case TelephonyManager.NETWORK_TYPE_GPRS:
                return false; // ~ 100 kbps
            case TelephonyManager.NETWORK_TYPE_HSDPA:
                return true; // ~ 2-14 Mbps
            case TelephonyManager.NETWORK_TYPE_HSPA:
                return true; // ~ 700-1700 kbps
            case TelephonyManager.NETWORK_TYPE_HSUPA:
                return true; // ~ 1-23 Mbps
            case TelephonyManager.NETWORK_TYPE_UMTS:
                return true; // ~ 400-7000 kbps
            /*
             * Above API level 7, make sure to set android:targetSdkVersion 
             * to appropriate level to use these
             */
            case TelephonyManager.NETWORK_TYPE_EHRPD: // API level 11 
                return true; // ~ 1-2 Mbps
            case TelephonyManager.NETWORK_TYPE_EVDO_B: // API level 9
                return true; // ~ 5 Mbps
            case TelephonyManager.NETWORK_TYPE_HSPAP: // API level 13
                return true; // ~ 10-20 Mbps
            case TelephonyManager.NETWORK_TYPE_IDEN: // API level 8
                return false; // ~25 kbps 
            case TelephonyManager.NETWORK_TYPE_LTE: // API level 11
                return true; // ~ 10+ Mbps
            // Unknown
            case TelephonyManager.NETWORK_TYPE_UNKNOWN:
            default:
                return false;
            }
        }else{
            return false;
        }
    }

}

Also make sure to add this permission to you AndroidManifest.xml

<uses-permission android:name="android.permission.ACCESS_NETWORK_STATE"></uses-permission>

Sources for network speeds include wikipedia & http://3gstore.com/page/78_what_is_evdo_mobile_broadband.html

Tuesday, June 1, 2021
 
tpow
answered 7 Months ago
73

The getActiveNetworkInfo() method of ConnectivityManager returns a NetworkInfo instance representing the first connected network interface it can find or null if none of the interfaces are connected. Checking if this method returns null should be enough to tell if an internet connection is available or not.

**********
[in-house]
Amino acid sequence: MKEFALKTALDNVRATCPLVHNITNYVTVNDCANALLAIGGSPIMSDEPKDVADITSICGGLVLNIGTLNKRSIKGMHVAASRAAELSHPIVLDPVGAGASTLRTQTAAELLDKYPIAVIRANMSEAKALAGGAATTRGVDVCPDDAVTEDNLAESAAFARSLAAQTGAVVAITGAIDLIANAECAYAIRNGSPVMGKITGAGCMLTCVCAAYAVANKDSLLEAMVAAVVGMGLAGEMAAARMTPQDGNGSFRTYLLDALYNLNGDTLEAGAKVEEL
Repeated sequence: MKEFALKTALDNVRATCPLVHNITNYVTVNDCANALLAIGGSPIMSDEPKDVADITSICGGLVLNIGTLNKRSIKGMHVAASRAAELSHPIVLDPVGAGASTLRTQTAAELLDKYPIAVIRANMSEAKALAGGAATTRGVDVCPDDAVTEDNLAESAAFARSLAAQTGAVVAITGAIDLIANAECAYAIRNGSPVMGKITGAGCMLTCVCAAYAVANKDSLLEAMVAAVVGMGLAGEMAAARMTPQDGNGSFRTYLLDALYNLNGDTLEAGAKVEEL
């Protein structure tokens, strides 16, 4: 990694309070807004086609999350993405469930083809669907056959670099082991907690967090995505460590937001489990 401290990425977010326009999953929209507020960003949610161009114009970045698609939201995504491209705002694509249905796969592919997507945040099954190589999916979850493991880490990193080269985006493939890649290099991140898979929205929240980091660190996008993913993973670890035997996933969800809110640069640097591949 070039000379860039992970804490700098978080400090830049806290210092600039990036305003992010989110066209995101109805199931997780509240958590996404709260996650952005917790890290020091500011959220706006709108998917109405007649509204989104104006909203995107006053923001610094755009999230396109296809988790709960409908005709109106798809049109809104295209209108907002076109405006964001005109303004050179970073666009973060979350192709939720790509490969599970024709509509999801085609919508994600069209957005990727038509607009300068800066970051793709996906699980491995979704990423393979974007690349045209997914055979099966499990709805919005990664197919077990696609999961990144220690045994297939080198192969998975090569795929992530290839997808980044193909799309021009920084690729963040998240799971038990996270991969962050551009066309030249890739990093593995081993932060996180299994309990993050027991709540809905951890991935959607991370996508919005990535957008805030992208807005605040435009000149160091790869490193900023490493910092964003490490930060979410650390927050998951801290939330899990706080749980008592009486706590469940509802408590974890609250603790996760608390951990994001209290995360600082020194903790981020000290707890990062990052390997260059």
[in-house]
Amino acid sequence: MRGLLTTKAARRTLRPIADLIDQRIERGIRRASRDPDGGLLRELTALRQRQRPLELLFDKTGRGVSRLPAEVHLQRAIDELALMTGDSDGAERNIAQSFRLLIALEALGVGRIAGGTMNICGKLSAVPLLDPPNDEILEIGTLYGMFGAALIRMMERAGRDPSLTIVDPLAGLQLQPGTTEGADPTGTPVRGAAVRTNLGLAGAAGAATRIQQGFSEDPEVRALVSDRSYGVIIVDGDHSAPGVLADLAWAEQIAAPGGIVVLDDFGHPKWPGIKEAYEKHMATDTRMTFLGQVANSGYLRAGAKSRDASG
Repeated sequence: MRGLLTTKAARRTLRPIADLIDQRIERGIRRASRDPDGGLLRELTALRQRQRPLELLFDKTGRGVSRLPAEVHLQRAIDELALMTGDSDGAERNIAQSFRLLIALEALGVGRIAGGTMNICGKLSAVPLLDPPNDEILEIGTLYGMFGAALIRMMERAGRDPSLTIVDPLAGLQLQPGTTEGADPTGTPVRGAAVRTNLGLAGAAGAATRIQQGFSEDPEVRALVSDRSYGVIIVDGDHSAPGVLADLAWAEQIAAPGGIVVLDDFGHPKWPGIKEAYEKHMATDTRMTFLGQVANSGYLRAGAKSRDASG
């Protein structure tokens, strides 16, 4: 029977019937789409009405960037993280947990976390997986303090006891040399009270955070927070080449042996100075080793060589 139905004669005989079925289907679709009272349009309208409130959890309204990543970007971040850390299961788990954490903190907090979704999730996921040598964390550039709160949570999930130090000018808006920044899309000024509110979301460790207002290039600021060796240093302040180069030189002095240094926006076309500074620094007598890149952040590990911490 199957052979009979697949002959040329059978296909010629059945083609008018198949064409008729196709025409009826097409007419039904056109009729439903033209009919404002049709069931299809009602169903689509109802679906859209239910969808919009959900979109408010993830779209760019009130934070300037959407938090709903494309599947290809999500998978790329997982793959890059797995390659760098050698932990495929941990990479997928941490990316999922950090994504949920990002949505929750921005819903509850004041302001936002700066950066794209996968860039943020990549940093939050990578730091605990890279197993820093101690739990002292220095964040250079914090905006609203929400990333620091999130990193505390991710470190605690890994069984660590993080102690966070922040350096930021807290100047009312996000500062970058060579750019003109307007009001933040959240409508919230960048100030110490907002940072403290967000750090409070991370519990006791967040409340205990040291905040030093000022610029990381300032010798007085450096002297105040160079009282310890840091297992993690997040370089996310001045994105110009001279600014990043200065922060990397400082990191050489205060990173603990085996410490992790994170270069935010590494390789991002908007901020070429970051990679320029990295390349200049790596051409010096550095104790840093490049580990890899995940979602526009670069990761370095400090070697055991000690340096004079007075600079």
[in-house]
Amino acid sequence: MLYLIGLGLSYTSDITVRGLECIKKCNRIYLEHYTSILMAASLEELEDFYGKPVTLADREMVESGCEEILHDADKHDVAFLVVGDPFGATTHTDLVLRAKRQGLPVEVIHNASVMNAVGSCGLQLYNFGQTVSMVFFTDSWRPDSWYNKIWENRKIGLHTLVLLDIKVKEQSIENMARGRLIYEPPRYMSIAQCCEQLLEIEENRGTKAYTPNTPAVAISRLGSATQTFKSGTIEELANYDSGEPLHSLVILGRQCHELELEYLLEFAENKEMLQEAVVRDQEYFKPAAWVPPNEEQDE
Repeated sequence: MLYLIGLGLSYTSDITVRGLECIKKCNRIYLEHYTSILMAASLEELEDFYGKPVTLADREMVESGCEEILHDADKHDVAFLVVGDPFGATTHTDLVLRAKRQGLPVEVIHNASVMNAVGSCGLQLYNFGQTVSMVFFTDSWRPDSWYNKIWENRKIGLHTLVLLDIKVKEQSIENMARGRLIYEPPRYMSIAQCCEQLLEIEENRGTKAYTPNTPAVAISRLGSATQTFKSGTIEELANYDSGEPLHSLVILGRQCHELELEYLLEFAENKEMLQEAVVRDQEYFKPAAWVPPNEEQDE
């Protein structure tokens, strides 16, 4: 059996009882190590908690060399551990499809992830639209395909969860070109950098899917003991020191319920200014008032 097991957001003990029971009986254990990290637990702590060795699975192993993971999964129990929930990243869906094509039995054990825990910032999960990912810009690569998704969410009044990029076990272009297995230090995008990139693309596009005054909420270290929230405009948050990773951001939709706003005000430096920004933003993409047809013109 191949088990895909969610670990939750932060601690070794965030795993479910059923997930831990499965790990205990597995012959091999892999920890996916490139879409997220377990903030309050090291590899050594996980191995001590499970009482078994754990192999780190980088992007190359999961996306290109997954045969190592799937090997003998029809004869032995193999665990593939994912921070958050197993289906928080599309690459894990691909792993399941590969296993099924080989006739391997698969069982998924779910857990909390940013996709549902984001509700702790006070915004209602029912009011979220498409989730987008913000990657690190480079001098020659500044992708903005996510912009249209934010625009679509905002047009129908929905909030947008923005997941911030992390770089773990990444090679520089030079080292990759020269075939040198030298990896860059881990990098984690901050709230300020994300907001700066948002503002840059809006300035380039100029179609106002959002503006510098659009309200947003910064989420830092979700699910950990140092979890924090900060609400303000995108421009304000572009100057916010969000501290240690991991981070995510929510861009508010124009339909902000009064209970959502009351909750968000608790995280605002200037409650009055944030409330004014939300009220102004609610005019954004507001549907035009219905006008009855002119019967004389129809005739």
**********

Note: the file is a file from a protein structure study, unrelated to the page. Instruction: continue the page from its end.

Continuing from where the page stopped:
private boolean isNetworkAvailable() {
    ConnectivityManager connectivityManager 
          = (ConnectivityManager) getSystemService(Context.CONNECTIVITY_SERVICE);
    NetworkInfo activeNetworkInfo = connectivityManager.getActiveNetworkInfo();
    return activeNetworkInfo != null && activeNetworkInfo.isConnected();
}

You will also need:

<uses-permission android:name="android.permission.ACCESS_NETWORK_STATE" />

in your android manifest.

Edit:

Note that having an active network interface doesn't guarantee that a particular networked service is available. Network issues, server downtime, low signal, captive portals, content filters and the like can all prevent your app from reaching a server. For instance you can't tell for sure if your app can reach Twitter until you receive a valid response from the Twitter service.

Tuesday, June 1, 2021
 
Packy
answered 7 Months ago
68

From iOS 7 on you can use:

CTTelephonyNetworkInfo *telephonyInfo = [CTTelephonyNetworkInfo new];
NSLog(@"Current Radio Access Technology: %@", telephonyInfo.currentRadioAccessTechnology);
[NSNotificationCenter.defaultCenter addObserverForName:CTRadioAccessTechnologyDidChangeNotification 
                                                object:nil 
                                                 queue:nil 
                                            usingBlock:^(NSNotification *note) 
{